Moving Beyond Apple Watch Giveaways
By Les Shaver
To avoid concessions, student housing managers must get a handle on leasing earlier in the season.
In the past, student housing managers may have been able to look at the previous year's rents, increase them 3 percent and get ready for move-ins. But with so many factors now that can affect demand, in many markets those days are long gone.
"You need to take enrollments, concessions, exposure, economic and target goals into account [with pricing]," said Connie Aldape, Director of Revenue Management for Pinnacle Campus Living, at NAA's CampusConnex conference this February in New Orleans.
In markets with new development, community managers must be prepared to compete for their residents. "Students are transient and often want the shiny new thing," says KrisAnn Kizer, National Director of Leasing & Marketing for Pierce Education Properties.
One way to blunt those threats is to know what attracts students in the first place. "For students, it's not just about pricing," Aldape says. "It's about where our friends are choosing to live and other social events/gatherings."
Kizer agrees. "Friends [are] the selling point," she says. "If you can get those [first] couple of people, it snowballs and you win. Then you're not spending money on Apple watches and things like that."
With concessions increasing in a number of markets, Kizer's point is salient. If student housing operators can find ways to retain and attract residents early in leasing season, there will be less pressure to offer incentives to fill beds later on. "It's a race, and if you get behind you're going to give away the farm," says Aldape.
Ownership groups want high occupancy when the end of leasing season is approaching, and student operators will take bold steps.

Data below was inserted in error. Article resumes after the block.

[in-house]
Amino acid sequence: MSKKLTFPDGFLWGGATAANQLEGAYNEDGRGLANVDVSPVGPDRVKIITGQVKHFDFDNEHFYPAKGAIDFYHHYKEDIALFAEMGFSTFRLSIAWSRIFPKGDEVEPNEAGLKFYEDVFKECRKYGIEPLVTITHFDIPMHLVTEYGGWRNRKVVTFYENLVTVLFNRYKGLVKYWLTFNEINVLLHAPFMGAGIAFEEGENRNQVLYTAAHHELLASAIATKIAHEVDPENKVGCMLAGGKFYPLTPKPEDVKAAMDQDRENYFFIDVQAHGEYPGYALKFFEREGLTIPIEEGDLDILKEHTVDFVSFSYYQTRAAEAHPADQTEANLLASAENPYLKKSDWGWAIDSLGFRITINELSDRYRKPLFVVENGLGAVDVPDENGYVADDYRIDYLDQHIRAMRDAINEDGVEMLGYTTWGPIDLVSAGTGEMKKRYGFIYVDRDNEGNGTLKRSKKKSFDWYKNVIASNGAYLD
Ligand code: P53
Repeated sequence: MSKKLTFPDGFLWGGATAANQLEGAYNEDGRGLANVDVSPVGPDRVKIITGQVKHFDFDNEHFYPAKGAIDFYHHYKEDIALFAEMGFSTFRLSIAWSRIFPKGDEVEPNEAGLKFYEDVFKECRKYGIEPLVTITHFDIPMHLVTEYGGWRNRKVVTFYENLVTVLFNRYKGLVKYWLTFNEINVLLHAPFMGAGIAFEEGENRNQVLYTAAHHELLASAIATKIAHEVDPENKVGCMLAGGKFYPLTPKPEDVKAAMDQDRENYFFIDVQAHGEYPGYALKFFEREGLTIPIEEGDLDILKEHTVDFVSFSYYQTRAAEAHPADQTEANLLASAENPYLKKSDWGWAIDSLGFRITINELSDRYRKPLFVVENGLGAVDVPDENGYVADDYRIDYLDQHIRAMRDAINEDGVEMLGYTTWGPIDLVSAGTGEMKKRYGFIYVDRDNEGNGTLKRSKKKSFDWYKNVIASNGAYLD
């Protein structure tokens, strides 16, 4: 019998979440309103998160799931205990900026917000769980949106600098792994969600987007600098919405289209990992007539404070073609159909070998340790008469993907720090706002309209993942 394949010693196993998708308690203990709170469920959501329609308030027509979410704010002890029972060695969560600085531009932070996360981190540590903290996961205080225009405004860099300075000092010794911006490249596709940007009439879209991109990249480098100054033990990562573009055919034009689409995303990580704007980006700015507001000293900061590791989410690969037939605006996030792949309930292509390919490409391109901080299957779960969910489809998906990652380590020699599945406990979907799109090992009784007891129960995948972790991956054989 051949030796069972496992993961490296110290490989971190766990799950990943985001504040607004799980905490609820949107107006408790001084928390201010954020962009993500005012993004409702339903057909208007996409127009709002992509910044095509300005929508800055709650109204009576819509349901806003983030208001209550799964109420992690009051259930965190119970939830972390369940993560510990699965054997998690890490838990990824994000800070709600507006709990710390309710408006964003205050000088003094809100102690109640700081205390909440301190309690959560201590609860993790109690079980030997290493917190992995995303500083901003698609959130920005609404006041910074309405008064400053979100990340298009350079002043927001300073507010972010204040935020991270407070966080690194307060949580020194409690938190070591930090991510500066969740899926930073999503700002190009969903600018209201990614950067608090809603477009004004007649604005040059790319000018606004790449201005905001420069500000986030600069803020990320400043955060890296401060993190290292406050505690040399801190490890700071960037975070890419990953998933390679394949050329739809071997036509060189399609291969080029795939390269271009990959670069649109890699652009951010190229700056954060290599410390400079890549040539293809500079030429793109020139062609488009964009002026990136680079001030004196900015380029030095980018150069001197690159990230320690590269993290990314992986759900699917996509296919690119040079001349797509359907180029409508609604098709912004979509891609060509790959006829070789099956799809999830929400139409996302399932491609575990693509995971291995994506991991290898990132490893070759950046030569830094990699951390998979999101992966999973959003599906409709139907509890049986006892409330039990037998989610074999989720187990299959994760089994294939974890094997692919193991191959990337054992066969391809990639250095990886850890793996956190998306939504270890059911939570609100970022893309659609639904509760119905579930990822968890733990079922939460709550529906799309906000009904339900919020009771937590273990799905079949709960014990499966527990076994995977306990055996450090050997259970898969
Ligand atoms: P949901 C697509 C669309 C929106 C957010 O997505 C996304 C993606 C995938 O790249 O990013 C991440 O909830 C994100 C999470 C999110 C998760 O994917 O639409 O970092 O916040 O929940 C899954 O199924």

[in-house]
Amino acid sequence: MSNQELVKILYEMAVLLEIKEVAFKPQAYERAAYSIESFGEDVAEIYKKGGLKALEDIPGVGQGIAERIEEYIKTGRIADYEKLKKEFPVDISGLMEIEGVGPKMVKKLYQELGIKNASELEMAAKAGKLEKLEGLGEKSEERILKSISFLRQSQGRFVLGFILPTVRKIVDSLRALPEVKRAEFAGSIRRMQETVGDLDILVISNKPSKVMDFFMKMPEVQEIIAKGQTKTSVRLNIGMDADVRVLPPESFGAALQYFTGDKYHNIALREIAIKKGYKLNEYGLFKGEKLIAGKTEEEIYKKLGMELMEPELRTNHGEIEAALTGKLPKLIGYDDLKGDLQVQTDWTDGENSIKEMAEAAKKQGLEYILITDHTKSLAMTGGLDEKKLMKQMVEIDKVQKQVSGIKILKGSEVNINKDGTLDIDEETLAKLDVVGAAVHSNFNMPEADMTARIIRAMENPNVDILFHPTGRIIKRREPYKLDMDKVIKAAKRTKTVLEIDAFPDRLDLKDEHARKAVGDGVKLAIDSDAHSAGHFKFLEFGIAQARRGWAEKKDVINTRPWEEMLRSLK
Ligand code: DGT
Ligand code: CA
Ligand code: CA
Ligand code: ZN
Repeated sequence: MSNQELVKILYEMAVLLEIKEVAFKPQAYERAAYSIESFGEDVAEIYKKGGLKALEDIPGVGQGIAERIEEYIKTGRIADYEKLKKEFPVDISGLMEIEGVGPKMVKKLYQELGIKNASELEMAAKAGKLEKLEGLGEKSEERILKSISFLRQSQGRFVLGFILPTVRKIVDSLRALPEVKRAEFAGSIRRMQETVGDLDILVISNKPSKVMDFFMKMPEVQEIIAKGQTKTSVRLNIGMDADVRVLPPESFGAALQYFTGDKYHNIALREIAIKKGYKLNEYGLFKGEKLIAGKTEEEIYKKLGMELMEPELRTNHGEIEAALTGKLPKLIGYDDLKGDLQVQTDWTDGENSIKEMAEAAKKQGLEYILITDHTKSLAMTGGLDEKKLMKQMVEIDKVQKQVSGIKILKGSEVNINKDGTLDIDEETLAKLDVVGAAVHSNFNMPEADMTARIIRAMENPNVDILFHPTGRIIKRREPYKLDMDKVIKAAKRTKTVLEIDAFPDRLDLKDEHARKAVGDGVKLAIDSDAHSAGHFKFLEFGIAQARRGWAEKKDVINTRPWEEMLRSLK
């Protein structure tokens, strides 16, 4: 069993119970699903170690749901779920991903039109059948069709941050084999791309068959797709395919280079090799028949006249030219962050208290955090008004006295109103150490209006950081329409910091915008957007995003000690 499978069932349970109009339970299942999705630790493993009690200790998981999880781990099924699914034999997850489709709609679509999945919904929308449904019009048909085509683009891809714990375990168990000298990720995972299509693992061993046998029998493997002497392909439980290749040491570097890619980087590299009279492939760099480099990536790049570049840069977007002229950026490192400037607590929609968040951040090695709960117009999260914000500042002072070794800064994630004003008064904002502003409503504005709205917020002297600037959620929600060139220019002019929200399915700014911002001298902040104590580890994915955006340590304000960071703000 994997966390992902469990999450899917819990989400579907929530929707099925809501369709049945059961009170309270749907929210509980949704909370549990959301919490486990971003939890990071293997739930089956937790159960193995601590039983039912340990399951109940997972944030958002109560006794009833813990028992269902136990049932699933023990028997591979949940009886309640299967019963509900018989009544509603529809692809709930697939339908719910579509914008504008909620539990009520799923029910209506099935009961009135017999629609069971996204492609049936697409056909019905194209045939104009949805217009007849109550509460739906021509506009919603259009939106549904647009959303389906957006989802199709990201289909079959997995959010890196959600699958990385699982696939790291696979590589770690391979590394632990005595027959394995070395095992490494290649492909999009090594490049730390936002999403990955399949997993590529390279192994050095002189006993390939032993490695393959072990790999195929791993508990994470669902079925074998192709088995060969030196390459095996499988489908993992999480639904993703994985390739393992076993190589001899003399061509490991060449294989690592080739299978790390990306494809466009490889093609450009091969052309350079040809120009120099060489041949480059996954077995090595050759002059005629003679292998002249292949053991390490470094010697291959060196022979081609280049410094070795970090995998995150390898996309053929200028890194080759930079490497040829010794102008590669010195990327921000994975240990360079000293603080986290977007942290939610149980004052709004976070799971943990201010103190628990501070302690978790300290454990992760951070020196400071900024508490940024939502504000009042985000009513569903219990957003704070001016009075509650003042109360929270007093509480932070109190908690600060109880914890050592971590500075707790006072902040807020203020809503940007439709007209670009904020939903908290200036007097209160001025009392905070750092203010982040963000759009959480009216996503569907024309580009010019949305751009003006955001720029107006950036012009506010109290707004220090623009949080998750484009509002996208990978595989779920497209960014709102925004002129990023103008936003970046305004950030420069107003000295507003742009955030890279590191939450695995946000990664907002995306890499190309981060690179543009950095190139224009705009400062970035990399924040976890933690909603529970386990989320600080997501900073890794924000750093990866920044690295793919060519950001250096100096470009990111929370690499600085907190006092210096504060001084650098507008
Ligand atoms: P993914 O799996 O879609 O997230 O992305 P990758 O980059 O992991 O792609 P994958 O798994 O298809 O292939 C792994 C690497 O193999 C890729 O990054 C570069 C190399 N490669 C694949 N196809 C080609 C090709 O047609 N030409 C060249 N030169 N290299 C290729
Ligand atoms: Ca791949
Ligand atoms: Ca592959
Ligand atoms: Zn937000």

"The majority of the time, the leasing is reactive [by offering giveaways] instead of looking at the data and the pro formas," says Jake Jarman, COO of Redstone Residential.
The problem is, most of the data is, well, dated, Jarman adds. "If you're moving as fast as student housing moves, especially at the end of leasing season, it's hard to rely on month-old data."
Trying to decouple all of the fees some student communities are adding, such as furniture, amenities and trash, can make it harder. "It's a challenge to break out the data you need," Kizer says.
The concessions can sometimes also get lost in pricing. "The furniture, gift cards and Apple watches make it tough to get accurate information," says Kizer.
Pinnacle Campus Living relies on the industry's data providers, and overlays what its community teams are telling it with that information. Those teams tend to survey their competitors for pricing information, but Jarman says they often need better training: "The manager [will] give it to the lowest-level employee, and you never get correct data," he says.
Property managers use this data to make pricing decisions. A rent reduction can bring down the value of a building, which means incorrect surveys can have a major impact on valuations.
"There are millions of dollars at stake and we're leaving the task of market intel-gathering [market surveys] out to the lowest-level employees," Aldape says.